LTC Manual Book Project
Welcome to the LTC manual book project page. The purpose of this
part of libtomcrypt.com is to discuss the book project, how to get the
book, and more importantly why I'm doing all of this anyways.
First let me say, this is not the commercialization of
LibTomCrypt. This is merely to serve to fund my various projects
throughout the year which I'll get into shortly. Now that I got
that out of the way let's get into the project.
December 23rd, 2006 -- Books
for sale for the last few days. Going good, raised $150 so
far. Only $850 left for the March 2007 goal.
December 16th, 2006 -- The
books are now available for sale.
No hardcovers for sale yet.
November 28th, 2006 -- The
soft cover test prints are on the way (ETA this Friday or so).
The hardcover isn't ready yet. In theory I'm on track for a Dec
13/14 release date.
November 23rd, 2006 -- Ordered
samples of the soft and hard cover prints with the current work in
progress manual (sitting in at 202 pages). They cost me $8.58 and
$18.06 respectively. The final copy will be about 215 pages tops
so plan to pay around those prices for the @cost copies. Due to
the "x-mas" rush I probably won't get them until late December.
Which gives me a few extra weeks to work on the manual before I
resubmit it for the public.
Yeah, everyone is doing fundraising this time of year. My goals are
a bit more lax but just as important. I'm planning on my first expense
being to Toorcon in March 2007 for the amount of $1500 USD. I haven't
decided about going to Shmooocon but that's likely out as it stands.
going to Toorcon (to present and hand out freebies). So the goal is
simply to break even on my smaller budget of $2500 USD. This of course,
include any hardware or other costs (like domain names, artwork, etc).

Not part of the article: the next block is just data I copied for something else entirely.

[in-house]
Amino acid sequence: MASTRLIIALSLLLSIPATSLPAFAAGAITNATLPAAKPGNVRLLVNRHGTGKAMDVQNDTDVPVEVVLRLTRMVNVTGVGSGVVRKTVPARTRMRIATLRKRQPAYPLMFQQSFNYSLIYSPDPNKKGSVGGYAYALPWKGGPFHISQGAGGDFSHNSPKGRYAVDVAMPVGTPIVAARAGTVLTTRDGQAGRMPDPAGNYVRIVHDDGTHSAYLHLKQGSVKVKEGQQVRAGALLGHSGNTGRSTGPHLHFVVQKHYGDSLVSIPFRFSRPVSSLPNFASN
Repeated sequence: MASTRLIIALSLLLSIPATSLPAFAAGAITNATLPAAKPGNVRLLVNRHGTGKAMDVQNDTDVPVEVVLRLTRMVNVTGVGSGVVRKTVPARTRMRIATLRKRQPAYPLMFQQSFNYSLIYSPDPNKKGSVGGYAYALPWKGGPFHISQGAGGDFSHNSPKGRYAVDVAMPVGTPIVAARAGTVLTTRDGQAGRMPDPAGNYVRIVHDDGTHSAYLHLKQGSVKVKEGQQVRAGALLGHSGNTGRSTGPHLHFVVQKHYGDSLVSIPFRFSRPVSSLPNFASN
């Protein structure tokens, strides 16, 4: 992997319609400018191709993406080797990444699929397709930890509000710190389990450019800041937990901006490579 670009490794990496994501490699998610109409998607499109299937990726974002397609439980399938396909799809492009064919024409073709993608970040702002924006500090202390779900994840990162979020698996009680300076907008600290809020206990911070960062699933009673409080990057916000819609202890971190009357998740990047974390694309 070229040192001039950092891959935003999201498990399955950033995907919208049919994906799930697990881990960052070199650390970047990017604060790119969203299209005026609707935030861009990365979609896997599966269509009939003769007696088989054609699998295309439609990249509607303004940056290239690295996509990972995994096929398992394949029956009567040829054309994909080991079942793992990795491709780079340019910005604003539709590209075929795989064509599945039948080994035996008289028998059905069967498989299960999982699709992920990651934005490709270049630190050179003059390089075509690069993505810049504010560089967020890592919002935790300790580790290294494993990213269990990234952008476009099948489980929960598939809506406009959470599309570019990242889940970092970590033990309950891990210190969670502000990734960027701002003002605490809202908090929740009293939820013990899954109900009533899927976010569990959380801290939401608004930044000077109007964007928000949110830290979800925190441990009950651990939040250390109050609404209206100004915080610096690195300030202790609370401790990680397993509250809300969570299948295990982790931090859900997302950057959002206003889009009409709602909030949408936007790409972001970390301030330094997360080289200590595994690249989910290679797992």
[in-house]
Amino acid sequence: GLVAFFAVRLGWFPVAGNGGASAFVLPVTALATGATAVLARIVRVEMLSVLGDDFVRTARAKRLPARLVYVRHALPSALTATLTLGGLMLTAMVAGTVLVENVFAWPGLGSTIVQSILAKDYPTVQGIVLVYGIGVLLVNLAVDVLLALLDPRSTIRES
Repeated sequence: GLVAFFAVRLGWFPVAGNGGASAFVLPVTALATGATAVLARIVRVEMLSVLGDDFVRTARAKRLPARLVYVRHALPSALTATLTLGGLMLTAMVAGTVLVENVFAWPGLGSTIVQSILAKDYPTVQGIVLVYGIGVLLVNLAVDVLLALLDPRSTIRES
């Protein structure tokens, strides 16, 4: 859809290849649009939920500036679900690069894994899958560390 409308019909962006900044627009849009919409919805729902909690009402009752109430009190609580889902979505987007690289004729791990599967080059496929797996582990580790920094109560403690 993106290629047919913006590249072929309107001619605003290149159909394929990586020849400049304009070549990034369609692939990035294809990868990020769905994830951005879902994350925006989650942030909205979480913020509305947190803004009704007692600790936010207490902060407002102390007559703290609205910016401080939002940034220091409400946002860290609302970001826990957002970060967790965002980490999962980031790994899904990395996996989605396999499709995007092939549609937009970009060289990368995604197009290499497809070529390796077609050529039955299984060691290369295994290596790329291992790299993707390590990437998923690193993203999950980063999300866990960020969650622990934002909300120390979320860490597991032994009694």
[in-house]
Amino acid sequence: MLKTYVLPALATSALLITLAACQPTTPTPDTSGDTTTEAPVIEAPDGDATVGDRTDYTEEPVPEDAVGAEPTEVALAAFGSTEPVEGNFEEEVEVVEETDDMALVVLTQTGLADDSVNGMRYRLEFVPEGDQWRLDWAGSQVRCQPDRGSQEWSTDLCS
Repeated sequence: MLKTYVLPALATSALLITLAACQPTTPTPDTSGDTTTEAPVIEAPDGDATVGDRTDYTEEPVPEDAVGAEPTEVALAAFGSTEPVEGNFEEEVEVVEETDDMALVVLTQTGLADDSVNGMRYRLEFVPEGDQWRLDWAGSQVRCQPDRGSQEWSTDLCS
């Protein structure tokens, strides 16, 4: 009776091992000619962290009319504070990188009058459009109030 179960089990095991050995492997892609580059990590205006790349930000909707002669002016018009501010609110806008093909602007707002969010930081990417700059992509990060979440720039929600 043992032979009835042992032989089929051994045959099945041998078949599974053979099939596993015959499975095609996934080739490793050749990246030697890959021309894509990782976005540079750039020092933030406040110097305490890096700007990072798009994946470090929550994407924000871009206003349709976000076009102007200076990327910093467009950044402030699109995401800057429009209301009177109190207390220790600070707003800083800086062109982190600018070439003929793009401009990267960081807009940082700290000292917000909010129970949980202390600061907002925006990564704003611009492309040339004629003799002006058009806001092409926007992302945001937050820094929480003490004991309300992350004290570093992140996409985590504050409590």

I'm hoping to raise at least $1000 USD ($1170 CAD) by March 2007 and the remainder by
So if you work for a company which uses the library, consider
picking up a copy (or three). All I need to do is sell 20 copies of the hard cover copy, or
40 copies of the soft
copies to make my March 2007 goals (or some combination of the two).
In the event you don't want to kill a tree but still want to
contribute to the LibTom Projects, contact me via e-mail about sending
in a donation
via cheque (or money order). And please remember, the projects are
still public domain, and I will still be donating to the various causes
regardless of the outcome. This
endeavour is just an attempt to balance my books sanely.
|At Cost Copies
|For-Profit Soft Copies
|For-Profit Hard Copies
||$232.15 ($767.85 USD to go)
What is the LTC book?
For those that don't know... LibTomCrypt is a free open source public
domain cryptographic toolkit written in ISO C. It supports a
variety of cryptographic primitives from ciphers, hashes, prngs, to
large integer arithmetic and public key algorithms. The goal is
to provide enough primitives and generic higher level algorithms to
allow developers piece together useful cryptosystems without trying to
re-tool another library (e.g. OpenSSL) to their liking.
The LTC book is actually the LTC manual that I give out for free with the public domain
archive. This is just in dead-tree format for easier reference,
collection, and what not.
How is this being offered?
There are four ways to get the book (other than me just sending you a
free copy or you meeting me at a conference). I'm offering both
soft and hard cover copies of the text (in 6x9 format) at the cost
given by lulu.com. That is, I make no profit off it, and the
books are dirt cheap.
This is useful for people who want a dead-tree copy but don't want to
give Tom money.
I'm also offering the soft cover at $25+cost, and the hard cover at
$50+cost. Those are for people who want to contribute to the
All of this will be on my lulu.com page when I have looked over the
sample printing (around the end of December). Expect a link to
Why are there for-profit copies?
So you may be asking yourself why are there for-profit copies? Or
more importantly, why would I want to part with my money to give it to